Past Talks

Speaker: Camille Nebeker,

Director, UC San Diego Research Ethics Program

Co-Founder and Director, Research Center for Optimal Digital Ethics – Health (ReCODE.Health)

Associate Professor, Herbert Wertheim School of Public Health and Human Longevity Science

UCSD Design Lab

University of California, San Diego


In this conversation, Dr. Camille Nebeker will share her experiences as Director of the Research Center for Optimal Digital Ethics (ReCODE) including her insights on building tools to help researchers navigate ethical issues of risk assessment, informed consent, and how to report back to the communities they study.

Camille Nebeker

Camille Nebeker, EdD, MS, is an Associate Professor with appointments in the UC San Diego Design Lab and the Wertheim School of Public Health. She is director of the UC San Diego Research Ethics Program and affiliated with the Institute of Practical Ethics. She co-founded and directs the ReCODE Health center, which provides education and consultation services to guide ethical practices in technology-supported health research. Dr. Nebeker applies a human centered design approach to shape ethical research practices (e.g., risk assessment, informed consent, return of results), which has led to development of decision support tools (see: Digital Health Checklist and Framework and Connected and Open Research Ethics platform). She serves as a member of the World Health Organization Digital Health Roster of Experts, American Association for the Advancement of Science Committee on Scientific Freedom and Responsibility, IEEE Organizational Governance of AI Working Group and the Society of Behavioral Medicine Digital Health Council. Dr. Nebeker’s research has received support from federal, foundation and industry sources including the NSF, NIH, Office of Research Integrity, RWJF and IBM. Publications related to her work are accessible via:

Speaker: Anna Lauren Hoffmann

Assistant Professor

The Information School

University of Washington


As we recognize the ways data-driven technologies and processes can inflict harm, we look towards ethics to help foster better futures. In this “Conversation with PERVADE” we’ll talk with Dr. Hoffman about the normative ideals that shape how we think about harms driven by information technologies—and their solutions.

Anna Lauren Hoffmann

Dr. Hoffmann is an assistant professor with The Information School at the University of Washington. She is a senior fellow with the Center for Applied Transgender Studies and a founding member of AfterLab, a research group dedicated to the critical and cultural study of information, data, and archives in crisis and transition. Her work has appeared in New Media & Society, The Review of Communication, Library Quarterly, and Convergence: The International Journal of Research Into New Media Technologies.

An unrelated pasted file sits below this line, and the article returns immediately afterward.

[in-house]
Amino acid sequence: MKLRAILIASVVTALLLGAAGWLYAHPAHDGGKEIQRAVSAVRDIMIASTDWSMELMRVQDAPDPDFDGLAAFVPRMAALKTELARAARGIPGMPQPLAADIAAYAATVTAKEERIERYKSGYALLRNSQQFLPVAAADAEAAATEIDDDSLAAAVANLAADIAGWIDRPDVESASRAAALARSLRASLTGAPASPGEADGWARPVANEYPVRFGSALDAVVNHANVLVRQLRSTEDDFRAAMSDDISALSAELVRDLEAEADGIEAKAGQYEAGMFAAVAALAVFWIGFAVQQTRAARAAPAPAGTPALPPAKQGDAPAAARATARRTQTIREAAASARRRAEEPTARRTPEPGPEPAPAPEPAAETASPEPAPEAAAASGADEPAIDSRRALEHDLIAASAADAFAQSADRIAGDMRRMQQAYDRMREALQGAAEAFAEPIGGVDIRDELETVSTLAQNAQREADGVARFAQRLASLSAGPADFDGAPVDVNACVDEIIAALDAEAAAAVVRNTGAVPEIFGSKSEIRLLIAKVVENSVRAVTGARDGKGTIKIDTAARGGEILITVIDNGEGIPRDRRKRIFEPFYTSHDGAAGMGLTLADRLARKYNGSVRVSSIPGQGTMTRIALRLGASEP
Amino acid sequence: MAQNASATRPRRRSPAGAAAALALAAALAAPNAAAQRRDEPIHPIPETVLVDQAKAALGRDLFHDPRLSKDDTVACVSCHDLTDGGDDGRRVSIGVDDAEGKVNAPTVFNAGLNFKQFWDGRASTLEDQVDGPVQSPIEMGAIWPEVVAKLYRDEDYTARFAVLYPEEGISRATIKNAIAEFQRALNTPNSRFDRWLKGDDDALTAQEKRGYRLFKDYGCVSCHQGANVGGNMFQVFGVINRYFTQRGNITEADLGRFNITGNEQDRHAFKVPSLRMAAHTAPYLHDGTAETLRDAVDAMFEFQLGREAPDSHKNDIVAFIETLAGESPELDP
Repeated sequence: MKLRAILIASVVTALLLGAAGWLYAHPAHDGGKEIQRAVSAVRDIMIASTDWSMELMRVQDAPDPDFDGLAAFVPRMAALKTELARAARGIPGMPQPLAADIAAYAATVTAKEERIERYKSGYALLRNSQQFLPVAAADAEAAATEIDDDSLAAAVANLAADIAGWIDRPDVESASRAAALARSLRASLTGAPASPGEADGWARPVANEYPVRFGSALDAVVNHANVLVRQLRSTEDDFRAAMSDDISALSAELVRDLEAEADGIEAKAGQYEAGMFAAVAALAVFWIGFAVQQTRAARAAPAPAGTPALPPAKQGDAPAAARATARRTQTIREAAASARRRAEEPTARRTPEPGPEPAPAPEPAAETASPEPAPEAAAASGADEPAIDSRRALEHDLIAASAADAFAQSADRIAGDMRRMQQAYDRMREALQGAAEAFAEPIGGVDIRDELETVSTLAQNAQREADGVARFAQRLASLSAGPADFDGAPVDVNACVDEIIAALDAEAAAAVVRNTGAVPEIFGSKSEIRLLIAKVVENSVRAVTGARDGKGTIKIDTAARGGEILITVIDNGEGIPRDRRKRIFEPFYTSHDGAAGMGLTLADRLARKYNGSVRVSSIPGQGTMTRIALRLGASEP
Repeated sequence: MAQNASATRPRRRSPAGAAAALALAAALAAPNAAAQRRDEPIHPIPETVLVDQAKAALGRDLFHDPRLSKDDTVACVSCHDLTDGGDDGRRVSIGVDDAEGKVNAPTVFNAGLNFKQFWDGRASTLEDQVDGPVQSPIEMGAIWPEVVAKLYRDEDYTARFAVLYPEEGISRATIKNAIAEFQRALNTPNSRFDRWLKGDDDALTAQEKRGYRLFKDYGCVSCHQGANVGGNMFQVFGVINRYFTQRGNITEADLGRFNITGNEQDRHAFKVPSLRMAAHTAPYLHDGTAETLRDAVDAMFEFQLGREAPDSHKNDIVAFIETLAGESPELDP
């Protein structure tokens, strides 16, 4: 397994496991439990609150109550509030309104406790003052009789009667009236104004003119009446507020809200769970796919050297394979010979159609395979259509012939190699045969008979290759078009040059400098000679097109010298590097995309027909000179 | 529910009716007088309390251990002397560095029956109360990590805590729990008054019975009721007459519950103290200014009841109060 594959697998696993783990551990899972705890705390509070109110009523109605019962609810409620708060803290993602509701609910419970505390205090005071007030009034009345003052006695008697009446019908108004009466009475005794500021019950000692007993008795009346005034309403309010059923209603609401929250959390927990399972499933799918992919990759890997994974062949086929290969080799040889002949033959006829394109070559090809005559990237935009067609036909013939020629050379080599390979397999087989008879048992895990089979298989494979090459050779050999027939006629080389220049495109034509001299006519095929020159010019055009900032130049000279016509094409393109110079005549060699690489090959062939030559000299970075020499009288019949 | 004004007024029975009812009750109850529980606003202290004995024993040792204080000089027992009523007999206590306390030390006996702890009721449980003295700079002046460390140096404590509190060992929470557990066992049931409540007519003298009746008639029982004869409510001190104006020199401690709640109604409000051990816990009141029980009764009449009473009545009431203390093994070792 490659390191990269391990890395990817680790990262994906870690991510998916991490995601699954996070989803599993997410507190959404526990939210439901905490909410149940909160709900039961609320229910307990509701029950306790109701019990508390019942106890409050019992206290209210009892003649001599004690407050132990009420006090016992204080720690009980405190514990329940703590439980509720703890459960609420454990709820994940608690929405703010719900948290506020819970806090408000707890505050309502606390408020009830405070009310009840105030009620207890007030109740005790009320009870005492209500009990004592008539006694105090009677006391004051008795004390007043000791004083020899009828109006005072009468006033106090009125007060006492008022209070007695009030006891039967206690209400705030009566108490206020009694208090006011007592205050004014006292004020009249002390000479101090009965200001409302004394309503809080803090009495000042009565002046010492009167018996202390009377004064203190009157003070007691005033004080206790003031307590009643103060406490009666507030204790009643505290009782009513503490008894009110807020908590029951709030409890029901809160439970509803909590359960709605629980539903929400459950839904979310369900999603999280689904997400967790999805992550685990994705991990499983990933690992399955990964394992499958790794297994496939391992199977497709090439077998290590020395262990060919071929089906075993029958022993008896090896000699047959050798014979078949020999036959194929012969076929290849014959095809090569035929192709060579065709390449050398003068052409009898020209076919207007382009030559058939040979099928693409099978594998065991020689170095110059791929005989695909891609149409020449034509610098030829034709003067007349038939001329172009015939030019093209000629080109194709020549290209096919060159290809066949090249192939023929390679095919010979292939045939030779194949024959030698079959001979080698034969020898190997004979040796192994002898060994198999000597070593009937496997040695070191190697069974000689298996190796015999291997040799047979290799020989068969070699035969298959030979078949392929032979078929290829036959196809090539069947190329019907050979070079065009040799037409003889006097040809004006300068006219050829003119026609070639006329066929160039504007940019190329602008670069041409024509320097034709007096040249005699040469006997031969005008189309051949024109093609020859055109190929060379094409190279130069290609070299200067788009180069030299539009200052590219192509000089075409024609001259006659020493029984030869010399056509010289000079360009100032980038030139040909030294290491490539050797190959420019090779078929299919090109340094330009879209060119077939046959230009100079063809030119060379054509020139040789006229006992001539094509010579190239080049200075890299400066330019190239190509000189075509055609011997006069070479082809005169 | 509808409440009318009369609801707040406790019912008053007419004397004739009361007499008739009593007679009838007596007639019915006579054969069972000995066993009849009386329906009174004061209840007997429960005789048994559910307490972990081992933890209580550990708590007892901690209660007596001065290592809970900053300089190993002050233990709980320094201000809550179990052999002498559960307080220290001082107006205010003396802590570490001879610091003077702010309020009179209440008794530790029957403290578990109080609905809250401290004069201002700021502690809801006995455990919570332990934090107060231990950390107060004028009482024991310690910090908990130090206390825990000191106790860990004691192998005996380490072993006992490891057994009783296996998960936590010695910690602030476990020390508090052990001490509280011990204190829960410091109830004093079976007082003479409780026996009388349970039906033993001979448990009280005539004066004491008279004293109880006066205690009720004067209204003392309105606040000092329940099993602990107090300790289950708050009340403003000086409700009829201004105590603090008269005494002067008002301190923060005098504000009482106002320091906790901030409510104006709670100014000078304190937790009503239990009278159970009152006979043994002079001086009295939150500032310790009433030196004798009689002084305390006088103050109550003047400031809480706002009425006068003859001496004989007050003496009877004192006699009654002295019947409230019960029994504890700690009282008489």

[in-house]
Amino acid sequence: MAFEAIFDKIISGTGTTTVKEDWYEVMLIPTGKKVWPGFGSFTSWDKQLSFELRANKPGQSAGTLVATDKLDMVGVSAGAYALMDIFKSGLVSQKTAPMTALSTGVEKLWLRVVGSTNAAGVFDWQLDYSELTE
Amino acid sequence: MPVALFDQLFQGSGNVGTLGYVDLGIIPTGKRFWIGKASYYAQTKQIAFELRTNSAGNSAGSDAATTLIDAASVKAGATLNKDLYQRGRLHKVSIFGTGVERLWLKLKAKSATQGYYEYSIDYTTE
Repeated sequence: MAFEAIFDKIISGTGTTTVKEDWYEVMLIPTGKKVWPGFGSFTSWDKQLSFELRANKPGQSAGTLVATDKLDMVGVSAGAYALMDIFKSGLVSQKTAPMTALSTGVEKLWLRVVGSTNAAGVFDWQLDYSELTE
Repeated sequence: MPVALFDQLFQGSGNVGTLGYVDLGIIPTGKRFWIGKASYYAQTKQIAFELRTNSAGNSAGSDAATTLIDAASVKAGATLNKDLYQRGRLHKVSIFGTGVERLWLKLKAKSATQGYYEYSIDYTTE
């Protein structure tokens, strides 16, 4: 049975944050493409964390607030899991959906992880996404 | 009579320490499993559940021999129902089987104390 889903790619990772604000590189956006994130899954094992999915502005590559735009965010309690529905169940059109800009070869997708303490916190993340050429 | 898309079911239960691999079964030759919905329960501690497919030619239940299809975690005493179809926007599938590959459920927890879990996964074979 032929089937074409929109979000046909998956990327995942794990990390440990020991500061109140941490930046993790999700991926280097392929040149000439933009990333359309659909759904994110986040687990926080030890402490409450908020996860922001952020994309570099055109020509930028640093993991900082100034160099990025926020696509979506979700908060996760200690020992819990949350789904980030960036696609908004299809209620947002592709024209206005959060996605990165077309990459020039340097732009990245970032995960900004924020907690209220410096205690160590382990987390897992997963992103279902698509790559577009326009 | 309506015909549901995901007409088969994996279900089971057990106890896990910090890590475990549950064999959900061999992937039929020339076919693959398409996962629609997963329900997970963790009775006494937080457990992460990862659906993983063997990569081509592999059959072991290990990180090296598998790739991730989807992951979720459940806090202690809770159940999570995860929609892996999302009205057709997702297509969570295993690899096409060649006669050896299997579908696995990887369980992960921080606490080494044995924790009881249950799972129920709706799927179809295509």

Speaker: Amandalynne Paullada

Postdoctoral Fellow

Biomedical Informatics and Medical Education

University of Washington School of Medicine


This talk will focus on the importance of datasets and benchmarks to responsible machine learning (ML), the current state of dataset curation and reuse in ML, best practices for data use by ML researchers and developers, and understanding the social impact of digital data practices.

Amandalynne Paullada

Amandalynne Paullada is a NLM postdoctoral fellow in the department of Biomedical Informatics and Medical Education at the University of Washington School of Medicine. Her doctoral work, completed in the Department of Linguistics at the University of Washington, focused on the societal impacts of natural language processing technologies.

Speaker: Alex Hanna

Director of Research

Distributed AI Research Institute (DAIR)


The increasing focus on big data, AI, and data-driven modeling to make decisions has raised a number of ethical concerns about the data itself and the people it affects. In this conversation, Dr. Alex Hanna will discuss work she is doing as Director of Research for the Distributed AI Research (DAIR) Institute and her thoughts on how to bring more social science and critical data science theories and methods into the computational work driving technological change.

Alex Hanna

Dr. Alex Hanna is Director of Research at the Distributed AI Research Institute (DAIR). A sociologist by training, her work centers on the data used in new computational technologies, and the ways in which these data exacerbate racial, gender, and class inequality. She also works in the area of social movements, focusing on the dynamics of anti-racist campus protest in the US and Canada.

Dr. Hanna has published widely in top-tier venues across the social sciences, including the journals Mobilization, American Behavioral Scientist, and Big Data & Society, and top-tier computer science conferences such as CSCW, FAccT, and NeurIPS. Dr. Hanna serves as a co-chair of Sociologists for Trans Justice, as a Senior Fellow at the Center for Applied Transgender Studies, and sits on the advisory board for the Human Rights Data Analysis Group and the Scholars Council for the UCLA Center for Critical Internet Inquiry. FastCompany included Dr. Hanna as part of their 2021 Queer 50, and she has been featured in the Cal Academy of Sciences New Science exhibit, which highlights queer and trans scientists of color. She holds a BS in Computer Science and Mathematics and a BA in Sociology from Purdue University, and an MS and a PhD in Sociology from the University of Wisconsin-Madison.